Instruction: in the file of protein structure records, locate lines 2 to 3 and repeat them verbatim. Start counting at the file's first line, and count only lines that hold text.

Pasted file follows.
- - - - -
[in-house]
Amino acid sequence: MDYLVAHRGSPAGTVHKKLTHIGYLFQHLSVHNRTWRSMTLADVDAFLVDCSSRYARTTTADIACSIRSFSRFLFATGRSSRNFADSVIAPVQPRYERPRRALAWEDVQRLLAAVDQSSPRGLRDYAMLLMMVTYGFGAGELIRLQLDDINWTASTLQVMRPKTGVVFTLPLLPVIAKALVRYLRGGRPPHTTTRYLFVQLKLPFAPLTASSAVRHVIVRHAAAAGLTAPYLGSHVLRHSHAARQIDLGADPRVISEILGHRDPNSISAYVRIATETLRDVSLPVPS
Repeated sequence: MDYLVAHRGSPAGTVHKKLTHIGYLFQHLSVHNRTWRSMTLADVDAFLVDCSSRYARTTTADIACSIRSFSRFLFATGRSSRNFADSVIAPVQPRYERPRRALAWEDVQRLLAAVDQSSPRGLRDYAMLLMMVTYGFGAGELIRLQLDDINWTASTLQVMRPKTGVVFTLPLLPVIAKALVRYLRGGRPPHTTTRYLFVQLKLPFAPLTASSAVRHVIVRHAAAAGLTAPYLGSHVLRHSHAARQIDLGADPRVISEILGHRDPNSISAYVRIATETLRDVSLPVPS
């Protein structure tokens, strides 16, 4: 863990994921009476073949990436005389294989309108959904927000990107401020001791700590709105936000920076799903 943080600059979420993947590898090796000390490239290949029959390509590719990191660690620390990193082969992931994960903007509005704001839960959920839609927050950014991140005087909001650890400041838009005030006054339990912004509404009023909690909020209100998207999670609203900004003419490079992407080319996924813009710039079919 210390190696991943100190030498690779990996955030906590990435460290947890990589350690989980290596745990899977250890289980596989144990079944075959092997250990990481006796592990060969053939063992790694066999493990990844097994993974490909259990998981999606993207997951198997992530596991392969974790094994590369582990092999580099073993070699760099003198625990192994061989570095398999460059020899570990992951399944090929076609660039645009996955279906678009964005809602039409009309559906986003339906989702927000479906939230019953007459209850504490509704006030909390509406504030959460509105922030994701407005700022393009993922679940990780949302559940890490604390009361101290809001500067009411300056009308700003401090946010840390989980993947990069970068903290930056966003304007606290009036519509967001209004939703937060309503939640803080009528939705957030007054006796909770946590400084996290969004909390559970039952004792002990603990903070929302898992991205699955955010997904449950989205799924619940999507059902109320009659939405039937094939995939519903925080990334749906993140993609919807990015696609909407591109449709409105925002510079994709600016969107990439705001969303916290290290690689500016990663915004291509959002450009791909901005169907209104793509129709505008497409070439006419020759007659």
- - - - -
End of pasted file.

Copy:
Amino acid sequence: MDYLVAHRGSPAGTVHKKLTHIGYLFQHLSVHNRTWRSMTLADVDAFLVDCSSRYARTTTADIACSIRSFSRFLFATGRSSRNFADSVIAPVQPRYERPRRALAWEDVQRLLAAVDQSSPRGLRDYAMLLMMVTYGFGAGELIRLQLDDINWTASTLQVMRPKTGVVFTLPLLPVIAKALVRYLRGGRPPHTTTRYLFVQLKLPFAPLTASSAVRHVIVRHAAAAGLTAPYLGSHVLRHSHAARQIDLGADPRVISEILGHRDPNSISAYVRIATETLRDVSLPVPS
Repeated sequence: MDYLVAHRGSPAGTVHKKLTHIGYLFQHLSVHNRTWRSMTLADVDAFLVDCSSRYARTTTADIACSIRSFSRFLFATGRSSRNFADSVIAPVQPRYERPRRALAWEDVQRLLAAVDQSSPRGLRDYAMLLMMVTYGFGAGELIRLQLDDINWTASTLQVMRPKTGVVFTLPLLPVIAKALVRYLRGGRPPHTTTRYLFVQLKLPFAPLTASSAVRHVIVRHAAAAGLTAPYLGSHVLRHSHAARQIDLGADPRVISEILGHRDPNSISAYVRIATETLRDVSLPVPS